Trail Running: How to run a 10km trail route

Trail running in Scotland

Trail running in Scotland

I’m no expert on this, but 10k routes are what I aim for on a daily training run – it’s not always possible, but it’s the distance I like to do to maintain my fitness, anything less just doesn’t feel enough.  However, when I talk to people about running, lots of them are really keen to run their first 10km route, but just aren’t sure how to up the distance, or find the time, can’t fit in regular training to allow for the progression, or whatever – I’m sure there are a million, very valid reasons.

Steep, rocky descent off Auchterhouse Hill towards Scotston Hill

Steep, rocky descent off Auchterhouse Hill towards Scotston Hill

It got me thinking about how I managed to get up to 10km, and I don’t think I really had a plan – that’s really my approach, I prefer to just go with the flow and see what happens.  But there was definitely a lot of perseverance and patience involved, and essentially coming out of a long-term illness forced me to take things slowly – which I suppose is the key to increasing any running distance.

As I said, I’m no expert, but, assuming you’re already running 5km, here’s a few things I came up with that might help you get to your 10km target:

  • Increase gradually – the guidance seems to be a maximum 10% increase for each run, if you’re running 5km four times per week, it would be reasonable to increase your distance by 1km per week.  For example, Day One – run 5km, Day Two and Three – run 5.5km, Day Four – run 6km, and so on…
  • Plan your runs – your shortest run of the week should be on your busiest day (probably Monday for most people), and the longest on your day off (the weekend for most people).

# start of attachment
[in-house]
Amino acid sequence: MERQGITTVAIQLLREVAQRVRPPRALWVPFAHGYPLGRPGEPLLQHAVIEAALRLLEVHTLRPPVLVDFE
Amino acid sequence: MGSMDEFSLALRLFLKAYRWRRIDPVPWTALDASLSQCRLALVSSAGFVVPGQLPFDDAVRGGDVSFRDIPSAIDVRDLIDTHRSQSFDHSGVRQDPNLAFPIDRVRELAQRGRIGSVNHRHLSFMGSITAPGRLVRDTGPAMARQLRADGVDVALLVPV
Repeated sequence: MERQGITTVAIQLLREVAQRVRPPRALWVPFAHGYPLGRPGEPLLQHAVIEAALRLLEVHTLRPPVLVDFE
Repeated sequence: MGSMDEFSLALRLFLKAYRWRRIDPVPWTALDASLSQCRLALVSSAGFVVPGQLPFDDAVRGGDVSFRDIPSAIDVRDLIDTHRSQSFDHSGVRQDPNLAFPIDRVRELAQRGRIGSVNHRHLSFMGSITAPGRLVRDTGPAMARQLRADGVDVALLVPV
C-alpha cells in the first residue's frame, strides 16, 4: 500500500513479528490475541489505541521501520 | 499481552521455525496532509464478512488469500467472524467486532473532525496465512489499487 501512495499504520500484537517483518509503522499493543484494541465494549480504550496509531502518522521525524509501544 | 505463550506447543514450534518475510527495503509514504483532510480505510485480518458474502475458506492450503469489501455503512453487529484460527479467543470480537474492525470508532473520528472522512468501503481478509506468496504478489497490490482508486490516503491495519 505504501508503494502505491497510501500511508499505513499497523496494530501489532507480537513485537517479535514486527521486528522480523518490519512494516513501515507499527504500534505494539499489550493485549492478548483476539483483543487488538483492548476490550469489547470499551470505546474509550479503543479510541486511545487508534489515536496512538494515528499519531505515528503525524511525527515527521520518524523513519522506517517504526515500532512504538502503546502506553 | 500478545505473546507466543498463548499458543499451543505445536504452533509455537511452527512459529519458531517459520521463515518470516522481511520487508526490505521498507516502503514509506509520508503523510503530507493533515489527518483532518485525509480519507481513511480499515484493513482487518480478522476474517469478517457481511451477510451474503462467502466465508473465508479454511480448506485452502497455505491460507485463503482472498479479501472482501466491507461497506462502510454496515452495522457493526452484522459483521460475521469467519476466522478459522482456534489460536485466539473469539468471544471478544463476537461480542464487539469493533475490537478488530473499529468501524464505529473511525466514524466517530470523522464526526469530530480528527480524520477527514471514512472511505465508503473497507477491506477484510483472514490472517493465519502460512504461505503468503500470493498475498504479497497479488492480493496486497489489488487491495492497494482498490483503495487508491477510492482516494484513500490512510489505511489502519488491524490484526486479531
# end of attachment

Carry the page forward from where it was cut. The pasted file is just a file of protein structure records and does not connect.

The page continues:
• Pick a route – find a route you really want to run, for me it was a local hill.  I mapped it out and knew it was 5km to get out there and the same back (obviously!), and I worked my way up to it.  So, for ages I was running half way and back, then a little further, and a little further, until I got there.  Some days I was ready to hang up my runners – it did get a bit boring, but when I finally made it to the top of that hill – I felt amazing!
  • Out and back – running a loop-type route is great, but if you go for an out and back-type route for your first 10km it can make it a lot easier to map, work out the distance, and ultimately complete.  It’s also easier to see your progress – especially when it starts to feel like you’re not making any.

    Peering over the edge of Lundie Crags and looking down the small valley towards Ledcrieff Loch

    Peering over the edge of Lundie Crags and looking down the small valley towards Ledcrieff Loch

  • Go low – as tempting as it is to aim for a hill route, even if that’s what you’re running and what you love, hill route are hard and they hurt, and the more ascent you try to notch up the harder and more painful it can be.  For your first 10km, it might be worth considering a trail route that is relatively flat and not too technically challenging – so consider this when picking your first route.